ceded the District of Columbia in 1790.

In 1800 the seat of government was removed from Philadelphia. The site was selected by Washington by authority from Congress. The territory south of the Potomac, containing Alexandria, was afterwards retroceded to Virginia. As to removal, if States refuse to cede territory for a new district, the capital must remain where it is.

Can the President transact official business outside of the District ?

His official residence and office are confined to the District of Columbia, where Congress and the Supreme Court assemble. If he transacts the business of his agency on the soil of any State, he becomes an intruder. The State reserves its own territory for the discharge of the duties of officials under its own Constitution. In exceptionally necessitous cases the President might act officially on such land as a State may have sold to the United States, or in a Territory over which Congress exercises jurisdiction.

How are the United States to acquire sites for public buildings within States ?

By purchase, with the consent of the legislatures of the several States. The State legislatures make reservations for the enforcement of the service of civil process and the arrest and punishment of persons charged with crime against their laws. Otherwise, Congress have exclusive authority over forts, magazines, arsenals, dockyards, and other needful buildings within the purchased territory.

Who are electors ?

They are elective State officers. In a body called usually the Electoral College they are the States in special council. The theory of the framers of the Constitution was that the electors should be intermediaries between the presidential candidates and the suffragants of the several States. The electors, acting as States, were to choose a President and Vice-President. This would, it was thought, avoid unseemly wrangling, demagogism, and consequent excitement which might end in bloodshed. It was clear at first that the appointment of electors, being an act of a sovereign State, would keep alive the idea of sovereignty.

Immemorial usage has overridden the original design of the Constitution-makers. The present method was thought by Andrew Jackson to be a sham, yet it protects the smaller States. A more direct vote for President and Vice-President might appease vanity, but it has its evils, which arise in the temptation of State officials to nullify the will of the people thereof by dishonest count and certification.

How are electors created ?

By each of the States. They are appointed.

Have State legislatures absolute control as to the manner ?

Their control is absolute. South Carolina constituted her legislature her electoral agent. The State legislatures can order that electors, who shall tally with the number of Representatives in Congress, shall be appointed by congressional districts, and that the States shall be divided into two districts for the appointment of electors-atlarge, who tally in number with the two Senators. A writer thus summarizes the free action of Maryland :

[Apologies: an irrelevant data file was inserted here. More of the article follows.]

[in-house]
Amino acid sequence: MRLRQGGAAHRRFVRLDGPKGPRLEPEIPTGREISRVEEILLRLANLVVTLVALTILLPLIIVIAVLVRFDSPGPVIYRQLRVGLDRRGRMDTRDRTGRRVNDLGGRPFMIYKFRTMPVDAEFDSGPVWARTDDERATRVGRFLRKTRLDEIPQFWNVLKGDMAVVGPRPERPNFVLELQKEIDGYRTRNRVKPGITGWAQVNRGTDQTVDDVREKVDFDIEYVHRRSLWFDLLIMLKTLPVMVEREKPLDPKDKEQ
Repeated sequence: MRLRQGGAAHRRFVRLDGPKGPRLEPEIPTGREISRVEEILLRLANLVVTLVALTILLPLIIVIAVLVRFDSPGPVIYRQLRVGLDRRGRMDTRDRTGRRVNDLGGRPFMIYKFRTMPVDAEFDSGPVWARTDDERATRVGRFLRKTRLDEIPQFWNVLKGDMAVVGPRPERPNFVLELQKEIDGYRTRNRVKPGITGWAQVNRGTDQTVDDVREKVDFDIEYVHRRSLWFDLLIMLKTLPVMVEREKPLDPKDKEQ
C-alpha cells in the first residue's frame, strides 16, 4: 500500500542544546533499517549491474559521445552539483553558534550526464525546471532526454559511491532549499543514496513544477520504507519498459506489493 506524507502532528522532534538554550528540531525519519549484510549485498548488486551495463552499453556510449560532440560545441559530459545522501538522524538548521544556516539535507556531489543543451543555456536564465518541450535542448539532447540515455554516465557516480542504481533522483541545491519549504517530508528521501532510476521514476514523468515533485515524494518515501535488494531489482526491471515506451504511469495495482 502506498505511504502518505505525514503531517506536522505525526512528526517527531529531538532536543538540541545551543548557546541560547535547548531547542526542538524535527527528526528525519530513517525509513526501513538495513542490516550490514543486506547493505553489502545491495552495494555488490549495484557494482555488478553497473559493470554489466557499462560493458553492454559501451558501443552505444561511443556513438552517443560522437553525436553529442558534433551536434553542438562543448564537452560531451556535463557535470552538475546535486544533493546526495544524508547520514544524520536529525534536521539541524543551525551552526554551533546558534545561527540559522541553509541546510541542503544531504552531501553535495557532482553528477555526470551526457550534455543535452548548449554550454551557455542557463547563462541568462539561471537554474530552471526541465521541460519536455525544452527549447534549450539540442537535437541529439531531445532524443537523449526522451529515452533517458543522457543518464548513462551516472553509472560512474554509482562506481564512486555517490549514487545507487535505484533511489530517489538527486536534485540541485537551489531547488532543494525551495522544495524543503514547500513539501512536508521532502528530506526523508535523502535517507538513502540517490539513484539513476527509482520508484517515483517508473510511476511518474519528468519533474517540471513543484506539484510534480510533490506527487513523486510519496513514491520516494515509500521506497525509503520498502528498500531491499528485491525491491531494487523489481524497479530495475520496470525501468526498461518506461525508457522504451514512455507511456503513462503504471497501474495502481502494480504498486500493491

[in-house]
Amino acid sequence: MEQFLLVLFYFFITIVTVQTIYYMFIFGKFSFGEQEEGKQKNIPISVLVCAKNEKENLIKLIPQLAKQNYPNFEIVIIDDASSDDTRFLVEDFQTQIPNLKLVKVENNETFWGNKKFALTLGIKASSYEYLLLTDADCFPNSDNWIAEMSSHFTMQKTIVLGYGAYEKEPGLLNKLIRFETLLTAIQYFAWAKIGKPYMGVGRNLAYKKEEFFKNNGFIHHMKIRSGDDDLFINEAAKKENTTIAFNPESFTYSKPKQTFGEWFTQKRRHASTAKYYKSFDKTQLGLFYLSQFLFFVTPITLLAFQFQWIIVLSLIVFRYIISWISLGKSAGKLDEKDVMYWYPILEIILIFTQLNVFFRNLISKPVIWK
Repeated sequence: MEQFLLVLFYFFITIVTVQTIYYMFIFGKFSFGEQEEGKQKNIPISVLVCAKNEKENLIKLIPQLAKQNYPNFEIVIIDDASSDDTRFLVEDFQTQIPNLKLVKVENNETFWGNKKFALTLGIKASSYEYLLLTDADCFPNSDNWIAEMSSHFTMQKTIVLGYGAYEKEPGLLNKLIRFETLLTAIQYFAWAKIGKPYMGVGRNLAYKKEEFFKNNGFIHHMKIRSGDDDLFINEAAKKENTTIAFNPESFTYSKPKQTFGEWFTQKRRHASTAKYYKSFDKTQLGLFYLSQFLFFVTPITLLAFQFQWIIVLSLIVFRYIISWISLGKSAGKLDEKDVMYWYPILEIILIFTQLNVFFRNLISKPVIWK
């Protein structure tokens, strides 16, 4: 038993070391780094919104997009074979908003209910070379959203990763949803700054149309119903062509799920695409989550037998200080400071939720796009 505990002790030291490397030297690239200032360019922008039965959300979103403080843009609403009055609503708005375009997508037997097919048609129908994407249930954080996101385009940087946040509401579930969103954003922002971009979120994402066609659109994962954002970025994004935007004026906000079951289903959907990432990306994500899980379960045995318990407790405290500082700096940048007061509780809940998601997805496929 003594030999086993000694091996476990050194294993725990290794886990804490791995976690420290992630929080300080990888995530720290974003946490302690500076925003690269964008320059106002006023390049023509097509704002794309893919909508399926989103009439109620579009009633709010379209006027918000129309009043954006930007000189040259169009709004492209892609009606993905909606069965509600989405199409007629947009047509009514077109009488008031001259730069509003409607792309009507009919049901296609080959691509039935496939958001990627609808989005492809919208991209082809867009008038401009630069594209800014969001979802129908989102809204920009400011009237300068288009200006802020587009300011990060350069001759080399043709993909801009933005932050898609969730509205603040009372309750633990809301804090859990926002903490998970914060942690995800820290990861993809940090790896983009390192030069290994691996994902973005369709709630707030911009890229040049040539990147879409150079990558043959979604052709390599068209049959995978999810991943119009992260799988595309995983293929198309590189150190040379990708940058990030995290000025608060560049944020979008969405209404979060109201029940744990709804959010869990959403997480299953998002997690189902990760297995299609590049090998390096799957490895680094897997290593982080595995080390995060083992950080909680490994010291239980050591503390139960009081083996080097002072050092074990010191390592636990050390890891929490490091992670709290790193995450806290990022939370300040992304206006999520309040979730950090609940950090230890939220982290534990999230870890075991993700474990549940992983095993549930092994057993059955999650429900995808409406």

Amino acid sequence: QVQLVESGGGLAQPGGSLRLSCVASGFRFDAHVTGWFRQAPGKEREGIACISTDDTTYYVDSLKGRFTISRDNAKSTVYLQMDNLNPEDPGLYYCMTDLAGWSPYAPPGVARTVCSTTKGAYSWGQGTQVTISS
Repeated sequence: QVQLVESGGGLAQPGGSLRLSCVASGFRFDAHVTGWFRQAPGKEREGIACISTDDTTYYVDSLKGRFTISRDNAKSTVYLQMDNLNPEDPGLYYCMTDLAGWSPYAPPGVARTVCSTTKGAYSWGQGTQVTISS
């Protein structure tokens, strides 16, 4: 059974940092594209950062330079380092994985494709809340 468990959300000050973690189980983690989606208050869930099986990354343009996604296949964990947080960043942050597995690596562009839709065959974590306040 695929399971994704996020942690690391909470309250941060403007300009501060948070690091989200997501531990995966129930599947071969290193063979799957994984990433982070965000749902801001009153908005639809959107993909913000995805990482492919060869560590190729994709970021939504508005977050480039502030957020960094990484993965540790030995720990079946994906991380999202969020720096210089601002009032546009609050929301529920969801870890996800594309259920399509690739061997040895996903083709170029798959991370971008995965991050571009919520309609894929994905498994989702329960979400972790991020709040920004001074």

“In 1800 Maryland had eight Representatives in Congress, and, of course, was entitled to ten electors. The act of the legislature divided the State into ten districts, which could not be the same as the eight congressional districts, and provided that the voters of each of these districts should choose a presidential elector. In this case no elector was appointed by the State at large. From 1804 to 1828 Maryland was entitled to eleven electors, and by the act of 1802 the State was divided into nine districts, seven of them choosing one elector each, and two of them two electors each. Still more curious was the election of 1832, in which, by an act of the previous year, the State was divided into four districts, of which one—the Eastern Shore, together with Hartford County--was empowered to choose three electors; another-Baltimore City-two; a third-Baltimore County-two; and the rest of the Western Shore, as the fourth, four-thus making up the eleven presidential electors to which the State was entitled.”

Investigations into the electoral practices at different periods of North Carolina, Massachusetts, New York, Ohio, and Michigan, and other States, will show that each State is an absolute power, and made so by these words of the Constitution (Art. II., sec. I): “ Each State shall appoint, in such manner as the legislature thereof may direct, a number of electors equal to the whole number of Senators and Representatives to which the State may be entitled in the Congress.”

Can a State repel invasion ?

Yes; if “ actually invaded, or in such imminent danger as will not admit of delay.” (Art. I., sec. 10.) The United States cannot grant to a foreign power, as Mexico, for example, the privilege of entering Texas, or other State on the border, in time of peace, with armed and uniformed troops. The Governor of such State could regard such entry as invasion, and repel it. “ The United States shall guarantee to every State in this Union a republican form of government, and shall protect each of them against invasion; and on application of the legislature, or of the executive (when the legislature cannot be convened), against domestic violence." (Art. IV., sec. 4.)

What is domestic violence ?

Armed insurrection within a State against its government and its laws; also, armed invasion of a State by a sister State.

What authorizes a call for the intervention of the United States ?

When the civil power of a State is exhausted. The same rule applies to a State when the local military are powerless to execute the laws. In either event the Federal marshals and military are only used as subordinate aids to secure peace as an armed posse comitatus under State officials.

Can United States troops otherwise interfere ? The President may send troops to their reser

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